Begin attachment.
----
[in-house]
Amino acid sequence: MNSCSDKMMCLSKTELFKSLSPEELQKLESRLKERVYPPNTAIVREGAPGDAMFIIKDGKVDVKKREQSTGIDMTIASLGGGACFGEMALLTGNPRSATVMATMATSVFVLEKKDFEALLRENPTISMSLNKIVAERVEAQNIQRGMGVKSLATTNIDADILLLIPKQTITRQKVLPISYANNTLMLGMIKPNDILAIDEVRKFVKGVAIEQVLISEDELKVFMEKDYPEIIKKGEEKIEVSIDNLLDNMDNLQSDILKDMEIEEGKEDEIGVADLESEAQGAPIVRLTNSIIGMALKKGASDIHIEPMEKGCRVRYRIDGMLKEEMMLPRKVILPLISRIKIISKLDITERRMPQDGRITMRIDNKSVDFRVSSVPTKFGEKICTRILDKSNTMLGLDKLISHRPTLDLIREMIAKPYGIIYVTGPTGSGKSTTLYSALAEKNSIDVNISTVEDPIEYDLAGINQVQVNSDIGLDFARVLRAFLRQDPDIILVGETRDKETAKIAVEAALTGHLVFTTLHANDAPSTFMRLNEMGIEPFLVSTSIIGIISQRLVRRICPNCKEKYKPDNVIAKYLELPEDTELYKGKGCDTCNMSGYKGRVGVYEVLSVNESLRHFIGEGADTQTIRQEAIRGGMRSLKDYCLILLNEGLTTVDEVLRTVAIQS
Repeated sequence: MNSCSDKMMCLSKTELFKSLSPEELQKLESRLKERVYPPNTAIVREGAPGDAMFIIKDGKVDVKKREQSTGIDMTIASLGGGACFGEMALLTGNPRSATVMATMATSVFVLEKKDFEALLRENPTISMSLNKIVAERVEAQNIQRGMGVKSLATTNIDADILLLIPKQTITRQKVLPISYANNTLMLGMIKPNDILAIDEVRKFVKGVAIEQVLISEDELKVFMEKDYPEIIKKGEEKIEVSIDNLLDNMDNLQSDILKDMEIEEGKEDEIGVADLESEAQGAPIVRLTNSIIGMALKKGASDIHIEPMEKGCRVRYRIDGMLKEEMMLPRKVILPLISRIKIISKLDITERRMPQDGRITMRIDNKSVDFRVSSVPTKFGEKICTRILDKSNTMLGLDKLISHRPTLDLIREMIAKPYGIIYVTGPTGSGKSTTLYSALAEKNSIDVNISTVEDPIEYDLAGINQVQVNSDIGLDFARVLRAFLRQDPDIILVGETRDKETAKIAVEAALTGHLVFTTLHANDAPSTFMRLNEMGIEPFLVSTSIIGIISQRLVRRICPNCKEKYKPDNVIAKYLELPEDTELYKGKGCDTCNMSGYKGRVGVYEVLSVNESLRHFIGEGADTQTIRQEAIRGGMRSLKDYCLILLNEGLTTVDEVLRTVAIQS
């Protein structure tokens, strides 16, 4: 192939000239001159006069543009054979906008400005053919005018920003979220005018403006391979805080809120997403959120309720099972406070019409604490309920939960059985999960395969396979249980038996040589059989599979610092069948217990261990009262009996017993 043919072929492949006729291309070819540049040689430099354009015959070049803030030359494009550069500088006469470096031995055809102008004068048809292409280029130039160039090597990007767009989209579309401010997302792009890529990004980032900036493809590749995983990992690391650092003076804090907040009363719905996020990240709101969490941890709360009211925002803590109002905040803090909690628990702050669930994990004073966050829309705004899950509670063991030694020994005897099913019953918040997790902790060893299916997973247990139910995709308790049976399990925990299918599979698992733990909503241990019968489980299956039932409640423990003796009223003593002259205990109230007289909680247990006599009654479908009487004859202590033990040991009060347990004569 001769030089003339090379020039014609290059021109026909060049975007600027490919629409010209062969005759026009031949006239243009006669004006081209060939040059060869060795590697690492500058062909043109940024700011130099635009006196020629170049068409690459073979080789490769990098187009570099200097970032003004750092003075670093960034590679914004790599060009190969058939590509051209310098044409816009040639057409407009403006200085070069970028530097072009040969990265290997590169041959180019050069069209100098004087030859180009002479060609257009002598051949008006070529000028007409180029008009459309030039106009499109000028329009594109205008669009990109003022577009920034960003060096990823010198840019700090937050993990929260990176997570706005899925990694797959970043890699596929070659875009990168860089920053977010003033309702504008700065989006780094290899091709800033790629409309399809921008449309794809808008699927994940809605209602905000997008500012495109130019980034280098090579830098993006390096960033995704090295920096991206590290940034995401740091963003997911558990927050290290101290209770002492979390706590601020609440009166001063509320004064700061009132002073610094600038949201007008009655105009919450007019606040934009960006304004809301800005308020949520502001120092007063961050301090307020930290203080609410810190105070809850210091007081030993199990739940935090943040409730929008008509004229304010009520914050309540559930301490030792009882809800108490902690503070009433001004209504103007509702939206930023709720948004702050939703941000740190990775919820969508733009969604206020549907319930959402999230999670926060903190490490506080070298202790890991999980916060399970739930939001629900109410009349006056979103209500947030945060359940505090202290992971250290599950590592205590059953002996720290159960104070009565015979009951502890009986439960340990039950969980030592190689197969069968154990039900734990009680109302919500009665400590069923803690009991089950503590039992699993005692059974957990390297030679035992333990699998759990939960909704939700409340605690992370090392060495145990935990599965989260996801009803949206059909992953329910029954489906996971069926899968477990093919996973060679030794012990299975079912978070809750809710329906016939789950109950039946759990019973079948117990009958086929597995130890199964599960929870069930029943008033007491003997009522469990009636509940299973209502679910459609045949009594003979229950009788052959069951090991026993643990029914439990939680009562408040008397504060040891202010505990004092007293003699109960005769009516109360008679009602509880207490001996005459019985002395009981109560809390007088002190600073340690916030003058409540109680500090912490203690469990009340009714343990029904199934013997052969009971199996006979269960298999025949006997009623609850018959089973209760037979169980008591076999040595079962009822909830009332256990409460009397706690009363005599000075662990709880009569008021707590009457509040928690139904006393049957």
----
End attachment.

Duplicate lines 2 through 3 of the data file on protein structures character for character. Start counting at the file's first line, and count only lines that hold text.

Amino acid sequence: MNSCSDKMMCLSKTELFKSLSPEELQKLESRLKERVYPPNTAIVREGAPGDAMFIIKDGKVDVKKREQSTGIDMTIASLGGGACFGEMALLTGNPRSATVMATMATSVFVLEKKDFEALLRENPTISMSLNKIVAERVEAQNIQRGMGVKSLATTNIDADILLLIPKQTITRQKVLPISYANNTLMLGMIKPNDILAIDEVRKFVKGVAIEQVLISEDELKVFMEKDYPEIIKKGEEKIEVSIDNLLDNMDNLQSDILKDMEIEEGKEDEIGVADLESEAQGAPIVRLTNSIIGMALKKGASDIHIEPMEKGCRVRYRIDGMLKEEMMLPRKVILPLISRIKIISKLDITERRMPQDGRITMRIDNKSVDFRVSSVPTKFGEKICTRILDKSNTMLGLDKLISHRPTLDLIREMIAKPYGIIYVTGPTGSGKSTTLYSALAEKNSIDVNISTVEDPIEYDLAGINQVQVNSDIGLDFARVLRAFLRQDPDIILVGETRDKETAKIAVEAALTGHLVFTTLHANDAPSTFMRLNEMGIEPFLVSTSIIGIISQRLVRRICPNCKEKYKPDNVIAKYLELPEDTELYKGKGCDTCNMSGYKGRVGVYEVLSVNESLRHFIGEGADTQTIRQEAIRGGMRSLKDYCLILLNEGLTTVDEVLRTVAIQS
Repeated sequence: MNSCSDKMMCLSKTELFKSLSPEELQKLESRLKERVYPPNTAIVREGAPGDAMFIIKDGKVDVKKREQSTGIDMTIASLGGGACFGEMALLTGNPRSATVMATMATSVFVLEKKDFEALLRENPTISMSLNKIVAERVEAQNIQRGMGVKSLATTNIDADILLLIPKQTITRQKVLPISYANNTLMLGMIKPNDILAIDEVRKFVKGVAIEQVLISEDELKVFMEKDYPEIIKKGEEKIEVSIDNLLDNMDNLQSDILKDMEIEEGKEDEIGVADLESEAQGAPIVRLTNSIIGMALKKGASDIHIEPMEKGCRVRYRIDGMLKEEMMLPRKVILPLISRIKIISKLDITERRMPQDGRITMRIDNKSVDFRVSSVPTKFGEKICTRILDKSNTMLGLDKLISHRPTLDLIREMIAKPYGIIYVTGPTGSGKSTTLYSALAEKNSIDVNISTVEDPIEYDLAGINQVQVNSDIGLDFARVLRAFLRQDPDIILVGETRDKETAKIAVEAALTGHLVFTTLHANDAPSTFMRLNEMGIEPFLVSTSIIGIISQRLVRRICPNCKEKYKPDNVIAKYLELPEDTELYKGKGCDTCNMSGYKGRVGVYEVLSVNESLRHFIGEGADTQTIRQEAIRGGMRSLKDYCLILLNEGLTTVDEVLRTVAIQS